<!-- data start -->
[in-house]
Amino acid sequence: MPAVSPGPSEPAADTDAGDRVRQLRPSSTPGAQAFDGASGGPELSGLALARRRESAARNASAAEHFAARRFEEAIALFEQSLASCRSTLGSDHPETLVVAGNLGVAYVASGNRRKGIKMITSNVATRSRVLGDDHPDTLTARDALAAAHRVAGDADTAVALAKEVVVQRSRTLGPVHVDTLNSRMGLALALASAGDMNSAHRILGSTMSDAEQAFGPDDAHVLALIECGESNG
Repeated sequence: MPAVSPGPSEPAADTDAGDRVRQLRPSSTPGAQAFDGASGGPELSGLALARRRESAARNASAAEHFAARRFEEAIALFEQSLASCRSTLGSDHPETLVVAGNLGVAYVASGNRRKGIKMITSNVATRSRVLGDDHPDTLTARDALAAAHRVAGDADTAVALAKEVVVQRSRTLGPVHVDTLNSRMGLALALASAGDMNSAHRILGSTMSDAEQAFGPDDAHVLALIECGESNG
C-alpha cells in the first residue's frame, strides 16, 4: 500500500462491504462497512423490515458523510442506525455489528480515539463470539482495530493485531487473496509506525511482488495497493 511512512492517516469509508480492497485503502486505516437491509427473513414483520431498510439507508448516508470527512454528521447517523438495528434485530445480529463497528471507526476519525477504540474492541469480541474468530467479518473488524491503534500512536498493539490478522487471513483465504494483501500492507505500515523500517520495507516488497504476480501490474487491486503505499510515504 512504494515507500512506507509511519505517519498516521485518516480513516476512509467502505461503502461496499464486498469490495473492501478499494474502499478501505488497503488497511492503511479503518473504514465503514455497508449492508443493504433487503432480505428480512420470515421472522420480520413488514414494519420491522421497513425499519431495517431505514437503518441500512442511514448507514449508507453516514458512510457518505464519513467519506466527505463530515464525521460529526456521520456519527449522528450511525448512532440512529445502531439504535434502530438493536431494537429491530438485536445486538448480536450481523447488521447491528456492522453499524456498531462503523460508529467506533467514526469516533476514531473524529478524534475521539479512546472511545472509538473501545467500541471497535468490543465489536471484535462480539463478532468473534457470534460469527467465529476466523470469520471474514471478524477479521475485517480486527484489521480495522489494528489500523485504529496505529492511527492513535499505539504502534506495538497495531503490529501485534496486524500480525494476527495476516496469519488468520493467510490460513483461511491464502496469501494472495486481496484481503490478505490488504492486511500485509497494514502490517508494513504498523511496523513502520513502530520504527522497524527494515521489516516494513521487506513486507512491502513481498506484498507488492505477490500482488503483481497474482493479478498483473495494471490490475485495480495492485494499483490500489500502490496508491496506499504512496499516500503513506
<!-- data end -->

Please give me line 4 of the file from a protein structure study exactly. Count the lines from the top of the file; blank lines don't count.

C-alpha cells in the first residue's frame, strides 16, 4: 500500500462491504462497512423490515458523510442506525455489528480515539463470539482495530493485531487473496509506525511482488495497493 511512512492517516469509508480492497485503502486505516437491509427473513414483520431498510439507508448516508470527512454528521447517523438495528434485530445480529463497528471507526476519525477504540474492541469480541474468530467479518473488524491503534500512536498493539490478522487471513483465504494483501500492507505500515523500517520495507516488497504476480501490474487491486503505499510515504 512504494515507500512506507509511519505517519498516521485518516480513516476512509467502505461503502461496499464486498469490495473492501478499494474502499478501505488497503488497511492503511479503518473504514465503514455497508449492508443493504433487503432480505428480512420470515421472522420480520413488514414494519420491522421497513425499519431495517431505514437503518441500512442511514448507514449508507453516514458512510457518505464519513467519506466527505463530515464525521460529526456521520456519527449522528450511525448512532440512529445502531439504535434502530438493536431494537429491530438485536445486538448480536450481523447488521447491528456492522453499524456498531462503523460508529467506533467514526469516533476514531473524529478524534475521539479512546472511545472509538473501545467500541471497535468490543465489536471484535462480539463478532468473534457470534460469527467465529476466523470469520471474514471478524477479521475485517480486527484489521480495522489494528489500523485504529496505529492511527492513535499505539504502534506495538497495531503490529501485534496486524500480525494476527495476516496469519488468520493467510490460513483461511491464502496469501494472495486481496484481503490478505490488504492486511500485509497494514502490517508494513504498523511496523513502520513502530520504527522497524527494515521489516516494513521487506513486507512491502513481498506484498507488492505477490500482488503483481497474482493479478498483473495494471490490475485495480495492485494499483490500489500502490496508491496506499504512496499516500503513506